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Average of the Open, High, Low, and Close

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Technical indicators (e.g. moving averages) are mathematical calculations that are used on graphical charts, to display a market's trading information (e.g. the recent price movement) in a different manner. Indicators usually have several settings that can be configured by the trader to modify the way that the indicators are displayed (e.g. the number of candlesticks that are used in the indicator's calculation, etc.). One of the available, but least often modified settings, is the indicator's input data, for which there are usually several choices, one of which is often the average of the open, high, low, and close.

The Average of the Open, High, Low, and Close, or the OHLC Average

The average of the open, high, low, and close (sometimes known as the OHLC average), is the average value of the opening price for the time frame, the highest price that was reached during the time frame, the lowest price that was reached during the time frame, and the closing price for the time frame (e.g. a ten minute candlestick might have an open of 68, a high of 85, a low of 66, and a close of 72).

The calculation of the average of the open, high, low, and close, is as follows:

  • OHLC Average = (Open + High + Low + Close) / 4

For example, if a ten minute candlestick has an open of 68, a high of 85, a low of 66, and a close of 72, then the average of the open, high, low, and close, would be calculated as follows:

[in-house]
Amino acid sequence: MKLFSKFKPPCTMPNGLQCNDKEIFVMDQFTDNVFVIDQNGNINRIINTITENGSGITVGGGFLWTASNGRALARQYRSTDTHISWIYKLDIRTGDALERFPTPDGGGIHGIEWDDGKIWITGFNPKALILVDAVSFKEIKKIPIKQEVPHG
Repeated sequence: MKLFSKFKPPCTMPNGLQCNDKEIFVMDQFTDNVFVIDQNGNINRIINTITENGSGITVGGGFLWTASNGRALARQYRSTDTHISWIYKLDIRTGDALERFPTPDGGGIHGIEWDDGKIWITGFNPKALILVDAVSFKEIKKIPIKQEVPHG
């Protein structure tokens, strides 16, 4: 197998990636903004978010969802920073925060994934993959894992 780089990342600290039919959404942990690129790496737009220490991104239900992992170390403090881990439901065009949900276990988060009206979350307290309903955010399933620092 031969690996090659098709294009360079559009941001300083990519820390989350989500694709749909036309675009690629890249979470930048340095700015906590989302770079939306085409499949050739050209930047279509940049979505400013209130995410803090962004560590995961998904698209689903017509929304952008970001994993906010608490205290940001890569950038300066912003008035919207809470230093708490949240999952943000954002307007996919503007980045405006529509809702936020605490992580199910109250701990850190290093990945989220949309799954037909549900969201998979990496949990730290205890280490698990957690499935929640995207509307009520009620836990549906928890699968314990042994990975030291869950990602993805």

• OHLC Average = (68 + 85 + 66 + 72) / 4 = 73

Indicator Input Data

The default settings for many indicators use the close of the time frame as the input data, but using the average of the open, high, low, and close as the input data, can display the indicator quite differently from the default settings.

The average of the open, high, low, and close, is an open and close weighted average of the entire time frame, and therefore includes all of the trading information for the time frame, with additional importance placed upon the initial and most recent trading information (i.e. the first price and the last price of the time frame).

Either the close of the time frame, or the average of the open, high, low, and close, of the time frame, can be used as an indicator's input data (i.e. both are equally correct), but it is useful to know the difference, because it can explain why two seemingly identical indicators are being displayed differently.

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